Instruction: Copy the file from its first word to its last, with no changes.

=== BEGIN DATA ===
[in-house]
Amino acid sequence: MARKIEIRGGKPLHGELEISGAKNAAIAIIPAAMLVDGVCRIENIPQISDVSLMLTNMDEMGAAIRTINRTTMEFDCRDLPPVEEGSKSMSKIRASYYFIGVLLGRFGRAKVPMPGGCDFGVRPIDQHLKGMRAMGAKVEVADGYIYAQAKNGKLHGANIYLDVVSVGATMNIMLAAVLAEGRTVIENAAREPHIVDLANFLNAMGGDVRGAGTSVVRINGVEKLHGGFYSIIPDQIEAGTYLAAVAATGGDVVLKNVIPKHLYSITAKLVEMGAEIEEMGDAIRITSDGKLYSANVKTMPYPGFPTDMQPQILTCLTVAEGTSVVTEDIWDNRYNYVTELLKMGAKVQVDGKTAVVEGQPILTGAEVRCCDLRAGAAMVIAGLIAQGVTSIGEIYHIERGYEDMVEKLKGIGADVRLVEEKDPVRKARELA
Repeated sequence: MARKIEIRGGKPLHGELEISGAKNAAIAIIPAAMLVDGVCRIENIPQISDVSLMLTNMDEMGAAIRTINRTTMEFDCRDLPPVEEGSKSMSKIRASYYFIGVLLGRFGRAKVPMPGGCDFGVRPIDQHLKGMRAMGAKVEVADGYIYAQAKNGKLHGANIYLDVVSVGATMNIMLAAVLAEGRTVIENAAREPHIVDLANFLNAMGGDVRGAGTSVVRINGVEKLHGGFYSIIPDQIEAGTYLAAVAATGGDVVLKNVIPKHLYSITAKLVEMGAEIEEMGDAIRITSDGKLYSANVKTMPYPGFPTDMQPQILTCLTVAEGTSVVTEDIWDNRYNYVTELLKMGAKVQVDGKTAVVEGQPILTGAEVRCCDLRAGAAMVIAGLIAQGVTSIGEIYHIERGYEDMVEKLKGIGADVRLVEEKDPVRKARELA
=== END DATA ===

[in-house]
Amino acid sequence: MARKIEIRGGKPLHGELEISGAKNAAIAIIPAAMLVDGVCRIENIPQISDVSLMLTNMDEMGAAIRTINRTTMEFDCRDLPPVEEGSKSMSKIRASYYFIGVLLGRFGRAKVPMPGGCDFGVRPIDQHLKGMRAMGAKVEVADGYIYAQAKNGKLHGANIYLDVVSVGATMNIMLAAVLAEGRTVIENAAREPHIVDLANFLNAMGGDVRGAGTSVVRINGVEKLHGGFYSIIPDQIEAGTYLAAVAATGGDVVLKNVIPKHLYSITAKLVEMGAEIEEMGDAIRITSDGKLYSANVKTMPYPGFPTDMQPQILTCLTVAEGTSVVTEDIWDNRYNYVTELLKMGAKVQVDGKTAVVEGQPILTGAEVRCCDLRAGAAMVIAGLIAQGVTSIGEIYHIERGYEDMVEKLKGIGADVRLVEEKDPVRKARELA
Repeated sequence: MARKIEIRGGKPLHGELEISGAKNAAIAIIPAAMLVDGVCRIENIPQISDVSLMLTNMDEMGAAIRTINRTTMEFDCRDLPPVEEGSKSMSKIRASYYFIGVLLGRFGRAKVPMPGGCDFGVRPIDQHLKGMRAMGAKVEVADGYIYAQAKNGKLHGANIYLDVVSVGATMNIMLAAVLAEGRTVIENAAREPHIVDLANFLNAMGGDVRGAGTSVVRINGVEKLHGGFYSIIPDQIEAGTYLAAVAATGGDVVLKNVIPKHLYSITAKLVEMGAEIEEMGDAIRITSDGKLYSANVKTMPYPGFPTDMQPQILTCLTVAEGTSVVTEDIWDNRYNYVTELLKMGAKVQVDGKTAVVEGQPILTGAEVRCCDLRAGAAMVIAGLIAQGVTSIGEIYHIERGYEDMVEKLKGIGADVRLVEEKDPVRKARELA